Once in a while, however, there’s a parent call will brighten a youth worker’s entire day.

One phone call in particular happened the day after Santiago was working with a student. The middle schooler was apprehensive about participating in an activity because it would reveal a scar. Without pressuring the student, Santiago left the door open for participation.

Around 15 minutes into the activity, the student was fully participating, without a single care that the scar was visible.

“His mom called the next day,” said Santiago, wondering if he had done something to accidentally upset the student. “It turned out being nothing but praise.”

Or there was the time that Santiago and a student swapped stories about how it felt losing their fathers at an early age. It was a painful-but-important conversation that forever bonded the two.

“His mom called and was so thankful that we could do that for him,” Santiago said. “I just assured her like, ‘I know what he’s feeling. I know what’s he going through. Any time I can help out in any way, just let me know.’”

DEALING WITH CANCER … TWICE

Santiago remembered his father’s advice: keep your Michael Jordan basketball cards in mint condition. Since then, Santiago has always loved basketball. He was able to share that love with the community by creating men’s and women’s basketball leagues through the YMCA.

Santiago was actually playing basketball when a friend alerted him to a swollen spot on his neck.

“I just thought I had swollen lymph nodes or something,” Santiago said. “The doctor was like, ‘I’ve been doing this for 30 years, and I can tell just by looking at it and touching it – not to scare you – it’s probably cancer, but we won’t know until we do a biopsy.’”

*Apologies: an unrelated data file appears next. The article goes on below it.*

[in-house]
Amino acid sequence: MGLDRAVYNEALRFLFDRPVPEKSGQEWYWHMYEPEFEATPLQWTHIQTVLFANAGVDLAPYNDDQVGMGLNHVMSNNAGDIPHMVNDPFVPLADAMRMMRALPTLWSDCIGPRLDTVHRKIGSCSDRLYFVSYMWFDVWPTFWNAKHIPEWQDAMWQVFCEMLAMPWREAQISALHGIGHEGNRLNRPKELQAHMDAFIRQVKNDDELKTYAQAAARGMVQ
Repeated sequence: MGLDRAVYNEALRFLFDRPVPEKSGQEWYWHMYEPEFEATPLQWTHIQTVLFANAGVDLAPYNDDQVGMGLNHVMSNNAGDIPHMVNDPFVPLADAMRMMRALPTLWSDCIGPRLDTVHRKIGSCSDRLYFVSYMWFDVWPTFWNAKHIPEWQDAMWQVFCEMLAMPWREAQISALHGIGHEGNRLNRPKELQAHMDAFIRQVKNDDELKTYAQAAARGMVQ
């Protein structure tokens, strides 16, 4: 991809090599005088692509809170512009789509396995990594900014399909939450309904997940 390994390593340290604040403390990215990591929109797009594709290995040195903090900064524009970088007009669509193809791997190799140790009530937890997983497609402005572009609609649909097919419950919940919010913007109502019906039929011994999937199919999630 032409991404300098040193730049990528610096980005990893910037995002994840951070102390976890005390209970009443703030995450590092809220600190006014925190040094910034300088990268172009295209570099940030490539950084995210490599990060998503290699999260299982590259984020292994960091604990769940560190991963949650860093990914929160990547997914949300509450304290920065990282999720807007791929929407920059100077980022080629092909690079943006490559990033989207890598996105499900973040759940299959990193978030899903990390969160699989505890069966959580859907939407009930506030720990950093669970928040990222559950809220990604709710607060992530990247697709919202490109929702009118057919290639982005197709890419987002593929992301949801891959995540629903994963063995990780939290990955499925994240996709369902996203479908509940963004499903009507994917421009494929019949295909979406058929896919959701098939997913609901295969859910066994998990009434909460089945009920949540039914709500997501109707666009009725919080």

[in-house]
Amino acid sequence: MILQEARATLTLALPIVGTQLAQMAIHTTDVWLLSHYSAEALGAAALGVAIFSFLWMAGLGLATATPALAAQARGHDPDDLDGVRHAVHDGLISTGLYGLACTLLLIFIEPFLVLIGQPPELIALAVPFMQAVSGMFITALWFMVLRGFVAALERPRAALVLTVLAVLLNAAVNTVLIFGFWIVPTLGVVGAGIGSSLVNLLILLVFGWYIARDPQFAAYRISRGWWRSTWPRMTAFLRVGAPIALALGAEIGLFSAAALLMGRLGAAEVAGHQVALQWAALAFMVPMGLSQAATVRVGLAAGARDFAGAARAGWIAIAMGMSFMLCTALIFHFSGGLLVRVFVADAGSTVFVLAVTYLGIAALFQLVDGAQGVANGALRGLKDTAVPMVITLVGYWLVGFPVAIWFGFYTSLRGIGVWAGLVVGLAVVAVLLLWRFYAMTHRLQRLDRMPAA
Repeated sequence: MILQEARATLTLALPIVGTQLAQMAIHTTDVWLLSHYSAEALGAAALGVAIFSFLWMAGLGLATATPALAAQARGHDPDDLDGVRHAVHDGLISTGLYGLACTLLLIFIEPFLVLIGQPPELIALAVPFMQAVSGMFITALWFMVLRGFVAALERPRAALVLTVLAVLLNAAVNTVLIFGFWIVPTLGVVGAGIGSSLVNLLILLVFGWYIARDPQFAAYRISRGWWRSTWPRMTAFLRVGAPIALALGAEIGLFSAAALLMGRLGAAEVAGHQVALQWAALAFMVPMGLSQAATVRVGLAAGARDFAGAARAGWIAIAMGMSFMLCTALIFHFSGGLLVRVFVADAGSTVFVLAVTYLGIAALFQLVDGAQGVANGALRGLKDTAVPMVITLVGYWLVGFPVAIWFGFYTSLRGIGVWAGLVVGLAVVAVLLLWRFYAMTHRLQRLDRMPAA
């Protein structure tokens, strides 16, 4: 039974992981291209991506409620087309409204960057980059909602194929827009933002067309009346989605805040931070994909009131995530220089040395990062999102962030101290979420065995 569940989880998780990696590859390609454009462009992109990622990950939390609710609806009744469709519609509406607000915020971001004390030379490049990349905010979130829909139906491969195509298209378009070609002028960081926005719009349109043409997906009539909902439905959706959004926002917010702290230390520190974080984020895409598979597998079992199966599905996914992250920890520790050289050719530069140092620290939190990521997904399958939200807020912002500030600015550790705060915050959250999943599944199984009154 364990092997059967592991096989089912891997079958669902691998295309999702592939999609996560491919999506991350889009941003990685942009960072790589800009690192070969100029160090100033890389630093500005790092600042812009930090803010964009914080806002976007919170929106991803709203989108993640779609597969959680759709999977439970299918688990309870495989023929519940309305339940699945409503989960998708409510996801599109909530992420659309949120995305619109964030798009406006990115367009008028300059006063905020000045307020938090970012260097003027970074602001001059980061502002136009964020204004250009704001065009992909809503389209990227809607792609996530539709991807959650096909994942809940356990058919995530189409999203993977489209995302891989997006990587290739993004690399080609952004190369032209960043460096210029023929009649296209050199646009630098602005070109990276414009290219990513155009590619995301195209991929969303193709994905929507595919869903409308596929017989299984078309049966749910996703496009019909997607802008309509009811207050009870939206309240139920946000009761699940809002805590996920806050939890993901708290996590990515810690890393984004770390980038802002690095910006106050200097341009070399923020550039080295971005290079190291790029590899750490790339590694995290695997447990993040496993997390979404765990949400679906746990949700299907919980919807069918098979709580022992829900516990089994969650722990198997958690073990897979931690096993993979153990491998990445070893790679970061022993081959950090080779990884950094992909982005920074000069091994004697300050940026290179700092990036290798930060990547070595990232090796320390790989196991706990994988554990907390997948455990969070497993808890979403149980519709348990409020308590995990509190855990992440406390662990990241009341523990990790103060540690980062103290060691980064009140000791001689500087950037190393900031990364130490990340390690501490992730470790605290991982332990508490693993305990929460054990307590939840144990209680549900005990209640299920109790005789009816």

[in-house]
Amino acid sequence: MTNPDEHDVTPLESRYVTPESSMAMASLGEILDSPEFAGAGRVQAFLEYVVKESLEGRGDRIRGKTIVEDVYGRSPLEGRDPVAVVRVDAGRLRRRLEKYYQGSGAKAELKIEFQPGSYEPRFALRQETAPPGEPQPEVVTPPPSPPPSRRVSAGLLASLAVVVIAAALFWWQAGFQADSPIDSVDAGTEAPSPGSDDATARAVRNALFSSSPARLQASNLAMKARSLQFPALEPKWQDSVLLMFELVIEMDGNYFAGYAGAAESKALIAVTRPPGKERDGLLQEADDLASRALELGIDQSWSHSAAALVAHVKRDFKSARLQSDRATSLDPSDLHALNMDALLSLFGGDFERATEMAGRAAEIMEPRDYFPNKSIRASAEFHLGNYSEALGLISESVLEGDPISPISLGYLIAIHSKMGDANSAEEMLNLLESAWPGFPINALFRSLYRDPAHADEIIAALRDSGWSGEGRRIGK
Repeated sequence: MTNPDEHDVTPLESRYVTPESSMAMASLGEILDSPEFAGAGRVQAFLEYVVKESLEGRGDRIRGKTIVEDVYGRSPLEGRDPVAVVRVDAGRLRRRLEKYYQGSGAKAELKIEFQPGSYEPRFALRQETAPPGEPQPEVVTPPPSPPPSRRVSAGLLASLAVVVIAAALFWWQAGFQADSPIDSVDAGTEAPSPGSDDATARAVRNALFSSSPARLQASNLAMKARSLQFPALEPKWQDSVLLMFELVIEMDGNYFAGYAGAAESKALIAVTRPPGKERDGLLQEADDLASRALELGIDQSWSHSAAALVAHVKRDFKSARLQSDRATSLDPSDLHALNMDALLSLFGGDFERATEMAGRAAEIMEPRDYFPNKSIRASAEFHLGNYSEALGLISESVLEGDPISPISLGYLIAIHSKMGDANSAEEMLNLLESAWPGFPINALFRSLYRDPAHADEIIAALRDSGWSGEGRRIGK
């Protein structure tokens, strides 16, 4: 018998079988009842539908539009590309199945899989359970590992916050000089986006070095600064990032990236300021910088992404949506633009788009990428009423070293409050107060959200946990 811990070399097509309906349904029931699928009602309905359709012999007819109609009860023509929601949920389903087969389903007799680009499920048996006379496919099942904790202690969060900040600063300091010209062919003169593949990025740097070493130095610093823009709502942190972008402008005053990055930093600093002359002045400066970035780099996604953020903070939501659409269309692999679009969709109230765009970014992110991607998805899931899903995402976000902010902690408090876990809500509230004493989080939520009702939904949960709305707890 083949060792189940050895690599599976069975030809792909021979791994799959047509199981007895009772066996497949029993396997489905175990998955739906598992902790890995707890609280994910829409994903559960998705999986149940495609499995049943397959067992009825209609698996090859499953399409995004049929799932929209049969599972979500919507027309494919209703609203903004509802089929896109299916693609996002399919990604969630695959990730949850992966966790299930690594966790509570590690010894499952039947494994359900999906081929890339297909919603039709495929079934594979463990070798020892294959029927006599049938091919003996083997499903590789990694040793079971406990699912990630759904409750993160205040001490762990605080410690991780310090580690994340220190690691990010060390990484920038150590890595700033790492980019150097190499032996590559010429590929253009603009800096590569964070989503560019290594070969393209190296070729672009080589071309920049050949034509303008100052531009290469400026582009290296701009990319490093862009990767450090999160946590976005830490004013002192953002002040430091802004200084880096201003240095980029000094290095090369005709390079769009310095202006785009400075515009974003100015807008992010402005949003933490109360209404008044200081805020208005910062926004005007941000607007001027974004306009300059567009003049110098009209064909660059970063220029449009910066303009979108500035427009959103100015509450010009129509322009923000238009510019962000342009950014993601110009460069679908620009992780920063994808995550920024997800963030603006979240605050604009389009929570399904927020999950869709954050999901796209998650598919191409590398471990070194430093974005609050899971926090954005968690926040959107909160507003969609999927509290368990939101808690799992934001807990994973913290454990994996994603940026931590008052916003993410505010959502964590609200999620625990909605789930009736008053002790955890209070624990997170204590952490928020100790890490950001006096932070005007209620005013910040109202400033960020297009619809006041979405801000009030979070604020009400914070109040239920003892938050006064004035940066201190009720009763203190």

The test revealed that Santiago did have cancer.

“I had to have chemotherapy sessions,” Santiago said. “I picked Friday so I could be sick on the weekends and then go back to work.”

Unfortunately, there was more bad news.

“In the middle of my chemo treatments, my mom got sick and she died,” Santiago said. “Then we found out she died from Stage 4 cancer. She was my best friend. She was my chemo talker. She’d call me, or I’d call her and let her know how I’m doing. It was my fourth chemo treatment out of 12 when she had passed away.”

Poetically, Santiago did the ceremonial cancer-free ringing of the bell on his mom’s birthday.

“When I found out my last treatment was February 8th, I got a little sad, and the doctor was like, ‘What’s wrong?’” Santiago said. “I was like February 12th is my mom’s birthday, and my last treatment is four days before this.’ And he was like, ‘We can wait four days, so you will always remember that for the rest of your life.’”

Santiago remembers being overcome with emotion.

“Ringing that bell wasn’t just for me,” Santiago said. “That was for my mom, too. Ringing that twice meant a heck of a lot. To this day, it’s one of my proudest accomplishments.”

AT HOME AT THE Y

The Boys & Girls Club will always have a huge part of Santiago’s heart.

Not only was it the organization that was there for him as a kid, it was also the organization that helped prepare him for his life’s work.

It changed his life.

It also made the thought of leaving difficult.

But he knows the staff at the Jersey City Boys & Girls Club would be proud of the work he’s currently doing at the Staunton-Augusta Family YMCA.

After all, they helped prepare him for this.

And “Mr. Eddie” knows his mom is proud of his YMCA work, too.

“My mom always asked me, ‘What’s your passion?’ And I ask kids that all the time,” Santiago said. “I told her, ‘Making kids happy.’ I know I if I could help a kid out, that makes me feel good.

“I just remember her crying on the phone, telling me how much she’s proud of me. She was so happy that she put me in the Boys & Girls Club, and she said that as a parent, that’s one of the best decisions she’s ever made with her kids.”

And he’s also glad he accepted the Y’s offer.

Santiago is living out his life purpose through the YMCA.

“The support I received from this place during my cancer treatments I will never forget,” Santiago said. “It’s very cool that we’re like family here.”